Thesp still editing controversial pic
ROME — Mel Gibson has decided that Vatican prelates and Catholic theologians hoping for a sneak preview of “The Passion of Christ” must wait.
Ending almost a month of negotiations to set up a screening of “Passion” during a closed-door Vatican confab in Rome called “Christ in Film: A Cinematic Canon,” the London office of Icon has replied: not yet.
Officials close to the Holy See had been trying to organize the screening, eager to weigh in on the mounting controversy surrounding Gibson’s depiction of the last hours in the life of Jesus Christ.
“We got an email from Nick Hill (CEO of Icon Films U.K.) saying that Gibson is still editing and wants to trim some of the more violent scenes,” said Andrea Piersanti, head of Catholic entertainment entity Ente dello Spettacolo.
But Piersanti, who is also chief of Italian state film outfit Istituto Luce, added he was confident that “Passion” would soon screen at the Vatican.
The Vatican’s seal of approval is all the more important since Italy’s Eagle Pictures on Tuesday announced it will distribute the film in Italy. “Passion” will go out in the U.S. via Newmarket through a rent-a-system deal; Icon will release it in the U.K. and Australia.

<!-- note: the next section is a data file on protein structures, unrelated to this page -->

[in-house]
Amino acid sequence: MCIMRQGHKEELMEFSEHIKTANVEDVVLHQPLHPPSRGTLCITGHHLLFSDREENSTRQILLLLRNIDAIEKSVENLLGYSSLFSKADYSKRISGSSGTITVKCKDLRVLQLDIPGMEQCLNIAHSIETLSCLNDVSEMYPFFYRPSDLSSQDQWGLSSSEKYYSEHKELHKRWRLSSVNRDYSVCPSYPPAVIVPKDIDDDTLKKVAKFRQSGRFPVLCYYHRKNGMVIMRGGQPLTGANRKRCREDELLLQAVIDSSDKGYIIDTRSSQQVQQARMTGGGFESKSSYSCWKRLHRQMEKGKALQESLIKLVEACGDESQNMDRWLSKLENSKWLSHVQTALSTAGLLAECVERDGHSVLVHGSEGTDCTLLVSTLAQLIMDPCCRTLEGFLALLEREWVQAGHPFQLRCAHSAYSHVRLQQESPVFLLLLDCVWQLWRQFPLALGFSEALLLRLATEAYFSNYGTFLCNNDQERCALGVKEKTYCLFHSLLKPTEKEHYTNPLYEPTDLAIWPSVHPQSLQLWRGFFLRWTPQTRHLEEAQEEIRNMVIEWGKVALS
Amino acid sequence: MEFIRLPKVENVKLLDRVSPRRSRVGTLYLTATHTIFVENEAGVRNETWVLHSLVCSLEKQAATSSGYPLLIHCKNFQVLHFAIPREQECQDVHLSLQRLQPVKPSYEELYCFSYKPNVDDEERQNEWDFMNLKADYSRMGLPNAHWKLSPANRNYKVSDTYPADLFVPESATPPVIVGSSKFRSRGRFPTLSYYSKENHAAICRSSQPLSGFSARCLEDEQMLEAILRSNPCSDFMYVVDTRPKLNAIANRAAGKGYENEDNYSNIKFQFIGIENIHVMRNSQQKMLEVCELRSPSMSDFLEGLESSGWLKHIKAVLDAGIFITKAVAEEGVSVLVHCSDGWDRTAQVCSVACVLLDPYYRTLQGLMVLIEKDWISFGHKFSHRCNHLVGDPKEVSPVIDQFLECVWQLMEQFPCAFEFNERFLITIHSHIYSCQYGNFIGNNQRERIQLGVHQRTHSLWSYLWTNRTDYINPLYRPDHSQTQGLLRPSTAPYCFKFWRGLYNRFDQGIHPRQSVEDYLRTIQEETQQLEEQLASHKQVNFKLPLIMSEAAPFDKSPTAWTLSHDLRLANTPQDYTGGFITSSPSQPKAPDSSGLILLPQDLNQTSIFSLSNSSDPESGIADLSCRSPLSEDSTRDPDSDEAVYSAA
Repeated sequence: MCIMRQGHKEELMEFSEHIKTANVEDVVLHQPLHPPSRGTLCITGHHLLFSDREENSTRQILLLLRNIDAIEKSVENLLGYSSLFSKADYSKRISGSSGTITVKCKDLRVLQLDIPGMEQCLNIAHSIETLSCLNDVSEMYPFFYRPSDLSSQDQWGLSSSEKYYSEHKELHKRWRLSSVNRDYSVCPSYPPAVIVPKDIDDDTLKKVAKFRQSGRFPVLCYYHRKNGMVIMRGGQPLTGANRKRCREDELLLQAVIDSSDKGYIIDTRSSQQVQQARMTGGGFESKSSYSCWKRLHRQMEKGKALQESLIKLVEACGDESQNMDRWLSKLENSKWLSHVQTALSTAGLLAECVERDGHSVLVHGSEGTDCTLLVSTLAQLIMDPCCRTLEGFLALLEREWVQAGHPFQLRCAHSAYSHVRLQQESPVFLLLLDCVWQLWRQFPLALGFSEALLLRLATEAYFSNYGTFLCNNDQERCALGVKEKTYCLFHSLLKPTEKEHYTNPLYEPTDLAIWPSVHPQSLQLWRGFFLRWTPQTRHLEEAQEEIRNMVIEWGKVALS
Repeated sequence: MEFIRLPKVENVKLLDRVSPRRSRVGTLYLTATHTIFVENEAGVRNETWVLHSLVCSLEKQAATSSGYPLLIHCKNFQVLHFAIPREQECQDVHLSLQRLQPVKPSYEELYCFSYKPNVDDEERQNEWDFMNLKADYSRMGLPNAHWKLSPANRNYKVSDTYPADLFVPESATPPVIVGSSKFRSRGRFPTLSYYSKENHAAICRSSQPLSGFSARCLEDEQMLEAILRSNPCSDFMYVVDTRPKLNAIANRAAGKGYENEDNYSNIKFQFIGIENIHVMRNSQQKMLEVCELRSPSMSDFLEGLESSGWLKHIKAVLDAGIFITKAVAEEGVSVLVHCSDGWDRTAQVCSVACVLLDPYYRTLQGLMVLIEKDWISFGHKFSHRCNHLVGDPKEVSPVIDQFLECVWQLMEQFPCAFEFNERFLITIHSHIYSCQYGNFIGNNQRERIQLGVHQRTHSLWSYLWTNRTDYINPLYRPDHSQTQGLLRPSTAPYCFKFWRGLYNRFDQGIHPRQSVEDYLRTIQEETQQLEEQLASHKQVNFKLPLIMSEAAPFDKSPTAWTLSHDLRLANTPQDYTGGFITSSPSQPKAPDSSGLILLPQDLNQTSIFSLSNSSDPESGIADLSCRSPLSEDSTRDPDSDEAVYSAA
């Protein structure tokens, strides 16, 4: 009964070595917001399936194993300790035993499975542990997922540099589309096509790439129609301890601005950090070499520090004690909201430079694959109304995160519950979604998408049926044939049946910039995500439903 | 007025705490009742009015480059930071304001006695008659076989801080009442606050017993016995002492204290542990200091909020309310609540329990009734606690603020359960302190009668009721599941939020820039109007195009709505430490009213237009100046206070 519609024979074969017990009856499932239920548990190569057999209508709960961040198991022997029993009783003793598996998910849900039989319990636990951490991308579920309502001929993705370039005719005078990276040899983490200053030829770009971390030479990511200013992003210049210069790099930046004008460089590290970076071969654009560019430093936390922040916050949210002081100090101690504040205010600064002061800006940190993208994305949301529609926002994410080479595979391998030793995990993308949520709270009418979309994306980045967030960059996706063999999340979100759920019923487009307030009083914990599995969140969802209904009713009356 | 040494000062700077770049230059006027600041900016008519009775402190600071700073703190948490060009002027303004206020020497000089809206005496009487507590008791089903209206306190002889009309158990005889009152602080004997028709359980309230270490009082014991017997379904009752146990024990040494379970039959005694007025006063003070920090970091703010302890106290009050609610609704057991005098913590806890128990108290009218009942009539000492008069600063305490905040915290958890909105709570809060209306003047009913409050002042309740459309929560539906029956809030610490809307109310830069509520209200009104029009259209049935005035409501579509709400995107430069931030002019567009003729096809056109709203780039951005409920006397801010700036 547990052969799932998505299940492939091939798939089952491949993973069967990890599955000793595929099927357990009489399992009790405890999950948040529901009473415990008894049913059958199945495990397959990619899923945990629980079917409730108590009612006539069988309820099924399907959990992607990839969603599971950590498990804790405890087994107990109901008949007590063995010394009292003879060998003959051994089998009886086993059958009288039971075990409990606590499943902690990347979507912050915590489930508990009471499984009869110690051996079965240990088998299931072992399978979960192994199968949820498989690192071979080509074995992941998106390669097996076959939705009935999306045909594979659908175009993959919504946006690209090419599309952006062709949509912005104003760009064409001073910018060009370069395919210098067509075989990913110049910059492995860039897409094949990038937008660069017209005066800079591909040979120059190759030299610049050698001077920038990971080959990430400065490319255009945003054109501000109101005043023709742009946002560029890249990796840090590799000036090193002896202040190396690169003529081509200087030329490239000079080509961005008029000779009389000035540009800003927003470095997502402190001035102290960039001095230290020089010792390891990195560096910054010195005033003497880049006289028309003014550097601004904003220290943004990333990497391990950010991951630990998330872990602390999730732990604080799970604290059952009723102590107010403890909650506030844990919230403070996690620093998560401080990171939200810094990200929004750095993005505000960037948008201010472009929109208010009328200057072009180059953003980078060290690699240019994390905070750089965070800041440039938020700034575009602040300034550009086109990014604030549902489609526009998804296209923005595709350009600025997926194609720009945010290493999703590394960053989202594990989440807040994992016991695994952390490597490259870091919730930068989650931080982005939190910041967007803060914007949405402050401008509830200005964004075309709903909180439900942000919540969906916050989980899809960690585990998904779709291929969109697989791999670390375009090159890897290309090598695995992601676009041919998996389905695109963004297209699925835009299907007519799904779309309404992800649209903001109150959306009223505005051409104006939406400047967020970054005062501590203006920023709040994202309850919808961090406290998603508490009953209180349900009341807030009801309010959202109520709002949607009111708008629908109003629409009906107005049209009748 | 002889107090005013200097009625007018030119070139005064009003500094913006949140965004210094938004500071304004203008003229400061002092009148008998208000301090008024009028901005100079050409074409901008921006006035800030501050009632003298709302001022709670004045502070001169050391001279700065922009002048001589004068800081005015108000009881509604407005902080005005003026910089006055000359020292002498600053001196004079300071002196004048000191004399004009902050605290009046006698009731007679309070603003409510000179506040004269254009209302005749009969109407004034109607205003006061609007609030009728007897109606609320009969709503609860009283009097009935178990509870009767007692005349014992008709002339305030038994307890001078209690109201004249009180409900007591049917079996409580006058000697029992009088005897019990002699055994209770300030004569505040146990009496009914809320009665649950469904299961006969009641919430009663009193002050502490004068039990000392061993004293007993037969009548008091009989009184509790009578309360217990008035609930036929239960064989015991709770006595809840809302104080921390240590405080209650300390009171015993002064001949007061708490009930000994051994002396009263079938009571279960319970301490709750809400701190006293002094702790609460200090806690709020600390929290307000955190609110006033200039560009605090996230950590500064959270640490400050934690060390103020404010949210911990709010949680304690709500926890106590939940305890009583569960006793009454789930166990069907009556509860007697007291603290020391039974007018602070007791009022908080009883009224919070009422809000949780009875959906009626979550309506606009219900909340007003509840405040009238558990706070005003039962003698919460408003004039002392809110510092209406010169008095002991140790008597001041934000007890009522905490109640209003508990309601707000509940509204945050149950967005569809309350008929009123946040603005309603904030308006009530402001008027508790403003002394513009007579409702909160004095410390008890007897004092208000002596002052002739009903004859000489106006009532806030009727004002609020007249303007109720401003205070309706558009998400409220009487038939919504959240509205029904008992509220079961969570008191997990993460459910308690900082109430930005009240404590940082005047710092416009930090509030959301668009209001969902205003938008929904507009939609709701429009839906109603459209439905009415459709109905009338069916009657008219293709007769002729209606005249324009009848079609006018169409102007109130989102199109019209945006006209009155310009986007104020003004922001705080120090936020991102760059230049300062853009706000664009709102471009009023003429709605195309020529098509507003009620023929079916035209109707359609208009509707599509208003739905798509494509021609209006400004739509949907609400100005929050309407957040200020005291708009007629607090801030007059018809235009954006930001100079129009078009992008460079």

Gibson shot the $25 million pic in Italy and — besides the lead role played by James Caviezel — cast Italian actors in all supporting roles, including Monica Bellucci as Mary Magdalene, Sergio Rubini as Dismas the Good Thief and Rosalinda Celentano as Satan.
“We are hoping to organize a screening at the Vatican in coming weeks,” Eagle Pictures topper Stefano Dammicco said.
In September, American Archbishop John Foley, who heads the Vatican’s social communications office, lavished praise on “Passion,” claiming he had seen some clips and denied that Gibson’s film conveys an anti-Semitic message.
But the Vatican has since distanced itself from favorable comments made about the film by Foley and other high-ranking Catholic prelates.
Gibson is a member of an ultraconservative Catholic movement that does not recognize the pope’s authority over the Roman Catholic Church.